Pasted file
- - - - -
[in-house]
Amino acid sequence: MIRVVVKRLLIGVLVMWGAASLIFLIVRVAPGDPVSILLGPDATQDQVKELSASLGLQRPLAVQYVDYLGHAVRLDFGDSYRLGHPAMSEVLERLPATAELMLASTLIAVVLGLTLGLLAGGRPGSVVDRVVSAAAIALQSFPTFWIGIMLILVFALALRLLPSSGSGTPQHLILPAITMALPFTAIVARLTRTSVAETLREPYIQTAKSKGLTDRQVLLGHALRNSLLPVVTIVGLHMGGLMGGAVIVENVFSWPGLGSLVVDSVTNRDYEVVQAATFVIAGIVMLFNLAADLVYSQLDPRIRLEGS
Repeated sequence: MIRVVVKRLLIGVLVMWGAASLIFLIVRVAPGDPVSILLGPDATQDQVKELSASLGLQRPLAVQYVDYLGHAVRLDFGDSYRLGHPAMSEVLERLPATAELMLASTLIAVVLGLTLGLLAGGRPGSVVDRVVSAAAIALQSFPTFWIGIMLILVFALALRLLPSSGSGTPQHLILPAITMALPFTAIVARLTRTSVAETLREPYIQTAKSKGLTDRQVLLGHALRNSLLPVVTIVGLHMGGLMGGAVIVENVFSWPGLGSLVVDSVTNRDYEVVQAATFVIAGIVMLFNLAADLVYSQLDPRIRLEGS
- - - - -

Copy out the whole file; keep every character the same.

[in-house]
Amino acid sequence: MIRVVVKRLLIGVLVMWGAASLIFLIVRVAPGDPVSILLGPDATQDQVKELSASLGLQRPLAVQYVDYLGHAVRLDFGDSYRLGHPAMSEVLERLPATAELMLASTLIAVVLGLTLGLLAGGRPGSVVDRVVSAAAIALQSFPTFWIGIMLILVFALALRLLPSSGSGTPQHLILPAITMALPFTAIVARLTRTSVAETLREPYIQTAKSKGLTDRQVLLGHALRNSLLPVVTIVGLHMGGLMGGAVIVENVFSWPGLGSLVVDSVTNRDYEVVQAATFVIAGIVMLFNLAADLVYSQLDPRIRLEGS
Repeated sequence: MIRVVVKRLLIGVLVMWGAASLIFLIVRVAPGDPVSILLGPDATQDQVKELSASLGLQRPLAVQYVDYLGHAVRLDFGDSYRLGHPAMSEVLERLPATAELMLASTLIAVVLGLTLGLLAGGRPGSVVDRVVSAAAIALQSFPTFWIGIMLILVFALALRLLPSSGSGTPQHLILPAITMALPFTAIVARLTRTSVAETLREPYIQTAKSKGLTDRQVLLGHALRNSLLPVVTIVGLHMGGLMGGAVIVENVFSWPGLGSLVVDSVTNRDYEVVQAATFVIAGIVMLFNLAADLVYSQLDPRIRLEGS